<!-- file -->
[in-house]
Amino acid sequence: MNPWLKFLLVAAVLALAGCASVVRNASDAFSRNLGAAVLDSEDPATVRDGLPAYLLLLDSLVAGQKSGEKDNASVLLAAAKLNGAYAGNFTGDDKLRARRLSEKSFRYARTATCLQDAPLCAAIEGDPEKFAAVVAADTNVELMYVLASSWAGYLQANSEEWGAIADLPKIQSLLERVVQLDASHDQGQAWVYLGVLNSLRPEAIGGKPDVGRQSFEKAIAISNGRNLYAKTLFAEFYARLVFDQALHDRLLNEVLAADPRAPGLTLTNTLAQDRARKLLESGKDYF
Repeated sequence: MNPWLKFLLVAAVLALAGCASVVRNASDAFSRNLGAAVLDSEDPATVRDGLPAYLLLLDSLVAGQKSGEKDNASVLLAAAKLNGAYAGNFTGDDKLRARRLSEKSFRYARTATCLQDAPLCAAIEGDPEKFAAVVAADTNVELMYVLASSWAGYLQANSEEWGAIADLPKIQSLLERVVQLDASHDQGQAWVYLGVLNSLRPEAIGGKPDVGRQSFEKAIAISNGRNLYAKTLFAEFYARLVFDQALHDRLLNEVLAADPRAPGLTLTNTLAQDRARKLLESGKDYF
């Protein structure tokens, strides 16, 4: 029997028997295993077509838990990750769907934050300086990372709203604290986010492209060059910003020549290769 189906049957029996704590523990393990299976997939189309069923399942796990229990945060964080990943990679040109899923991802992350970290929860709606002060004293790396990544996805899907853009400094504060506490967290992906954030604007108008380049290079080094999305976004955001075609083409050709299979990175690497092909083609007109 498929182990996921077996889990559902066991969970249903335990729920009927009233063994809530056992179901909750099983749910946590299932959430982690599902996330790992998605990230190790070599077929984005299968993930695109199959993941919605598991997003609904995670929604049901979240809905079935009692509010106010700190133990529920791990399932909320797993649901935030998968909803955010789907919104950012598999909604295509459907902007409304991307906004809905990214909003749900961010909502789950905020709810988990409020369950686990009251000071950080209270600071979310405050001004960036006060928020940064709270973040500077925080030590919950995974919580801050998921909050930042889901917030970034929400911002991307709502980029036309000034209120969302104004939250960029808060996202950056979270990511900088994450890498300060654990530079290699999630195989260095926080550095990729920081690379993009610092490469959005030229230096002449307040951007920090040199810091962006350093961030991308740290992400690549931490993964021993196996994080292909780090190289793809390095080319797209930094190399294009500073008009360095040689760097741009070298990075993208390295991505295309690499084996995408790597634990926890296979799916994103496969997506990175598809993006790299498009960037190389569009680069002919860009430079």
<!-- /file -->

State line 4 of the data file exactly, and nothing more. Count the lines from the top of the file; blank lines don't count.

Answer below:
């Protein structure tokens, strides 16, 4: 029997028997295993077509838990990750769907934050300086990372709203604290986010492209060059910003020549290769 189906049957029996704590523990393990299976997939189309069923399942796990229990945060964080990943990679040109899923991802992350970290929860709606002060004293790396990544996805899907853009400094504060506490967290992906954030604007108008380049290079080094999305976004955001075609083409050709299979990175690497092909083609007109 498929182990996921077996889990559902066991969970249903335990729920009927009233063994809530056992179901909750099983749910946590299932959430982690599902996330790992998605990230190790070599077929984005299968993930695109199959993941919605598991997003609904995670929604049901979240809905079935009692509010106010700190133990529920791990399932909320797993649901935030998968909803955010789907919104950012598999909604295509459907902007409304991307906004809905990214909003749900961010909502789950905020709810988990409020369950686990009251000071950080209270600071979310405050001004960036006060928020940064709270973040500077925080030590919950995974919580801050998921909050930042889901917030970034929400911002991307709502980029036309000034209120969302104004939250960029808060996202950056979270990511900088994450890498300060654990530079290699999630195989260095926080550095990729920081690379993009610092490469959005030229230096002449307040951007920090040199810091962006350093961030991308740290992400690549931490993964021993196996994080292909780090190289793809390095080319797209930094190399294009500073008009360095040689760097741009070298990075993208390295991505295309690499084996995408790597634990926890296979799916994103496969997506990175598809993006790299498009960037190389569009680069002919860009430079």